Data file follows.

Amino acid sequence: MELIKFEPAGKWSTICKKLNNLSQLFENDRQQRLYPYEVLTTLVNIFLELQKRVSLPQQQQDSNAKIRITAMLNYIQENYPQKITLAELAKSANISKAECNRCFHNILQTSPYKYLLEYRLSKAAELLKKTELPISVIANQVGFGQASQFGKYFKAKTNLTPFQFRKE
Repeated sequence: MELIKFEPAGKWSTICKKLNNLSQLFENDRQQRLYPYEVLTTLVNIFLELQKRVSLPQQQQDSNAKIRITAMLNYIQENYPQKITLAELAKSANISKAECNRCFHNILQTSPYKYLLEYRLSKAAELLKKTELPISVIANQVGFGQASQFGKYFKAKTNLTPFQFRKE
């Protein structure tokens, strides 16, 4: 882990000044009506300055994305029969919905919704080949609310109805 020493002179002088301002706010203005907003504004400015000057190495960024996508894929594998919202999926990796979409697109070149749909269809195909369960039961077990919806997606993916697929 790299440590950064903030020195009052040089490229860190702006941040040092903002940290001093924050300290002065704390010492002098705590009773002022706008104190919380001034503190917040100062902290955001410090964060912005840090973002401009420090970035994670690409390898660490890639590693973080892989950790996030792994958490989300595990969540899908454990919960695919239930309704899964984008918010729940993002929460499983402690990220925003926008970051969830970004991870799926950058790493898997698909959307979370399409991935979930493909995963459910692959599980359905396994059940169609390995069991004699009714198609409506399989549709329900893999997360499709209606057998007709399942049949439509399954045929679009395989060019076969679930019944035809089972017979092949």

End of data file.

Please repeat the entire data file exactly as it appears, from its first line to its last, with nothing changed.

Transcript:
Amino acid sequence: MELIKFEPAGKWSTICKKLNNLSQLFENDRQQRLYPYEVLTTLVNIFLELQKRVSLPQQQQDSNAKIRITAMLNYIQENYPQKITLAELAKSANISKAECNRCFHNILQTSPYKYLLEYRLSKAAELLKKTELPISVIANQVGFGQASQFGKYFKAKTNLTPFQFRKE
Repeated sequence: MELIKFEPAGKWSTICKKLNNLSQLFENDRQQRLYPYEVLTTLVNIFLELQKRVSLPQQQQDSNAKIRITAMLNYIQENYPQKITLAELAKSANISKAECNRCFHNILQTSPYKYLLEYRLSKAAELLKKTELPISVIANQVGFGQASQFGKYFKAKTNLTPFQFRKE
């Protein structure tokens, strides 16, 4: 882990000044009506300055994305029969919905919704080949609310109805 020493002179002088301002706010203005907003504004400015000057190495960024996508894929594998919202999926990796979409697109070149749909269809195909369960039961077990919806997606993916697929 790299440590950064903030020195009052040089490229860190702006941040040092903002940290001093924050300290002065704390010492002098705590009773002022706008104190919380001034503190917040100062902290955001410090964060912005840090973002401009420090970035994670690409390898660490890639590693973080892989950790996030792994958490989300595990969540899908454990919960695919239930309704899964984008918010729940993002929460499983402690990220925003926008970051969830970004991870799926950058790493898997698909959307979370399409991935979930493909995963459910692959599980359905396994059940169609390995069991004699009714198609409506399989549709329900893999997360499709209606057998007709399942049949439509399954045929679009395989060019076969679930019944035809089972017979092949």